What are you doing, Bernie? What the hell are you even talking about?! This speech is all the US government needs to justify a full-scale invasion of Russia, Syria, and Iran, simultaneously!

All joking aside, I’m not going to pretend like Bernie is some kind of Ayatollah and his word is holy writ. Rather I’m just pointing out that we can talk about this issue without turning into a fanatical Hillary Lost Causer or worse- Louise Mensch. And believe me, we do need more awareness about Russian propaganda.

As I’ve written plenty of times before, the idea that Russia’s “information war” can somehow wreck “Western democracy” or “the liberal order” is, indeed, hysteria. The extent to which the Kremlin has managed to reach its tentacles into that so-called liberal order is more the fault of free market, profits-over-people dogma than clever strategy and sophistication on the Russian side. And while that liberal order sanctions Putin for his violation of Ukraine’s borders, their promises to lift the sanctions should he return to the pre-2014 status quo strongly suggests that they will turn a blind eye to the brutalization of Russia’s citizens within the Federation’s inviolable borders. But while the propaganda machine is no real existential threat to the liberal order, it is a threat to the radical left seeking to replace that order.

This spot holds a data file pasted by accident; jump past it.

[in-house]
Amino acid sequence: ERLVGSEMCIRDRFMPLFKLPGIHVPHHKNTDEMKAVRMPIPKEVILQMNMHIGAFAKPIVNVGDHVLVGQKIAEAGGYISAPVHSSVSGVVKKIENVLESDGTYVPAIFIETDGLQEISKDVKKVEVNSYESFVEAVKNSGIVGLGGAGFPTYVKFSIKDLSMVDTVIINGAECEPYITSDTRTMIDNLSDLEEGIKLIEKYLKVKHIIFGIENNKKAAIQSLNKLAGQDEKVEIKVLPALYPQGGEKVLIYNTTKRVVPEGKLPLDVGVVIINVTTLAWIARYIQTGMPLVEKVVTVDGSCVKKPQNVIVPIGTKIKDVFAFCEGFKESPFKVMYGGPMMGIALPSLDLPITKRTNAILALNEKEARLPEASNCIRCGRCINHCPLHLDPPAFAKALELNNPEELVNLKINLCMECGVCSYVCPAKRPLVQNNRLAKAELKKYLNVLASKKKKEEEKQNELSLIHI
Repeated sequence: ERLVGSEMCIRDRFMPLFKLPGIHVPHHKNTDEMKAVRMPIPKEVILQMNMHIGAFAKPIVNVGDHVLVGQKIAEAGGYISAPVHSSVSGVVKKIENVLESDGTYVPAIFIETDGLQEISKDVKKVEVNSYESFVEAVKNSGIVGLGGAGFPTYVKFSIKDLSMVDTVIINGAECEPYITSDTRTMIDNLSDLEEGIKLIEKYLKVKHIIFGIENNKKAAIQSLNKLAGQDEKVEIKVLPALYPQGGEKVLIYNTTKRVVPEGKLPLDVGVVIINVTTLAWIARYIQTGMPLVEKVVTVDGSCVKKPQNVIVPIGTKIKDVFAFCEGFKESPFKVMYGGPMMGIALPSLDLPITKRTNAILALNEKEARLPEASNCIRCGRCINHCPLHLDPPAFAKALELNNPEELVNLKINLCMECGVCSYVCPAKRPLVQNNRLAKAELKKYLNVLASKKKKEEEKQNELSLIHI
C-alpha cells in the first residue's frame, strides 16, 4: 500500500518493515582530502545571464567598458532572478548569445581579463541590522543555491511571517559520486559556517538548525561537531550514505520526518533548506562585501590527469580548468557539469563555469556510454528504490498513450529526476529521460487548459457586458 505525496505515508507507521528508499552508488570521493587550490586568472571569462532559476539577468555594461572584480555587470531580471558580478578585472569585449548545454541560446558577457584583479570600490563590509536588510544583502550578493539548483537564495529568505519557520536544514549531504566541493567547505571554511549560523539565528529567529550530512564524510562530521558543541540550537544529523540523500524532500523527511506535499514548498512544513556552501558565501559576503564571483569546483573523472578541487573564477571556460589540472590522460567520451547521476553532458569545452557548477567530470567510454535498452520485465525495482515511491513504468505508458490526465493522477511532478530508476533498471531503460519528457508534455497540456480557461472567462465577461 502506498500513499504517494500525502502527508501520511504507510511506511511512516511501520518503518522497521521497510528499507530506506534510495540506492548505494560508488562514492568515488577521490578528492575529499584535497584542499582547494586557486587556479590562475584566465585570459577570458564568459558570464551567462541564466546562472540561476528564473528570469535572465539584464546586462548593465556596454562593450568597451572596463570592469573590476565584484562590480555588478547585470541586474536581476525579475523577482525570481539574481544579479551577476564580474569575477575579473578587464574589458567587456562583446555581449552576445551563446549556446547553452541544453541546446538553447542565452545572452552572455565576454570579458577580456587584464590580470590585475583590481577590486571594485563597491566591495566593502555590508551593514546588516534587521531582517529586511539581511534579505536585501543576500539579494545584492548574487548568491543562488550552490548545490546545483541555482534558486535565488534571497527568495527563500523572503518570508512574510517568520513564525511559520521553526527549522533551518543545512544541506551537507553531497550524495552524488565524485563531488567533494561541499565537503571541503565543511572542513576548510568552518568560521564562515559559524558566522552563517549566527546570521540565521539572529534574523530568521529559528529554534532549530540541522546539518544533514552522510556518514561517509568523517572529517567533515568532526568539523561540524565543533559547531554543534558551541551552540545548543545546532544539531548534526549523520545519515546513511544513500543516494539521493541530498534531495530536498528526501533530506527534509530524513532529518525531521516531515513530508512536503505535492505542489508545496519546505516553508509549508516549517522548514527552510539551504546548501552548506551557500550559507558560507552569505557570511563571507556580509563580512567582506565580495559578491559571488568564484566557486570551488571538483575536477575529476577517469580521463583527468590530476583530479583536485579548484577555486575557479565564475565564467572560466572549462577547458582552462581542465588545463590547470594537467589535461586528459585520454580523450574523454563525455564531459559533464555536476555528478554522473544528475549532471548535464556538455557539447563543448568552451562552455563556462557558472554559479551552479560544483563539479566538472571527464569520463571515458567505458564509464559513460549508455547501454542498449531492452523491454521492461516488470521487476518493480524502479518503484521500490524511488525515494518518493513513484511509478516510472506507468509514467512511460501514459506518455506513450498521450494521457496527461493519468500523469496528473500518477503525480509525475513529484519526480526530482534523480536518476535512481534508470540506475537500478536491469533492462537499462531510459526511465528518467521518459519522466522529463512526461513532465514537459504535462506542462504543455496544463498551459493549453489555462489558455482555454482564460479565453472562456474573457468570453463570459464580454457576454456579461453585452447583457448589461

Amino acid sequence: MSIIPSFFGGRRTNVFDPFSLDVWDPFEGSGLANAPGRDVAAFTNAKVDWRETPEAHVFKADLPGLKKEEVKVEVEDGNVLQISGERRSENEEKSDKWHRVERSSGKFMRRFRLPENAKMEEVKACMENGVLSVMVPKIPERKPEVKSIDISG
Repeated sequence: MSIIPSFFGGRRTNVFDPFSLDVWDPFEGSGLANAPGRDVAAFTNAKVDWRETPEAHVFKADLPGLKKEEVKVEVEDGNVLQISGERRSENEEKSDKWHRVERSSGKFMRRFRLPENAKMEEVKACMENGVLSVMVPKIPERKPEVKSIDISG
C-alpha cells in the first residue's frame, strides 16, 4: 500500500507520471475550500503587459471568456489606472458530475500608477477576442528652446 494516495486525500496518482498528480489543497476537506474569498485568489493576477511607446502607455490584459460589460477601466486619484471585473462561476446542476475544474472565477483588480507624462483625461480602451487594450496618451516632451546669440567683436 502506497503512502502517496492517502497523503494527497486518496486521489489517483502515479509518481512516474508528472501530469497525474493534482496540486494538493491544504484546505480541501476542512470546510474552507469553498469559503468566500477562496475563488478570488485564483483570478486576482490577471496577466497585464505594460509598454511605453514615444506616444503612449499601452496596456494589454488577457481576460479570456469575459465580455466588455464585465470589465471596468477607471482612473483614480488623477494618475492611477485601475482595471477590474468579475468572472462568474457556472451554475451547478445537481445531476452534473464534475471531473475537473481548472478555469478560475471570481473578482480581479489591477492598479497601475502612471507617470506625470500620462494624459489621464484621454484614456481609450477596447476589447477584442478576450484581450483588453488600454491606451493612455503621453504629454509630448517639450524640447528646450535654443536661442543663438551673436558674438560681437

I have already written about the ways in which accepting “help” from pro-Kremlin or Kremlin linked sources can de-legitimize or discredit the left, and lead us into awkward associations with our sworn enemies on the far right. Outdated prejudices have also led leftists into falling for Russian narratives about events like Maidan, thus preventing international solidarity and squandering a great opportunity for leftist demonstrators to learn from that event and the activists who drove it (who, contrary to the Russian propaganda, were not mostly radical right-wing nationalists or neo-Nazis). But if we’re going to talk worst case scenarios, some leftists could lose far more.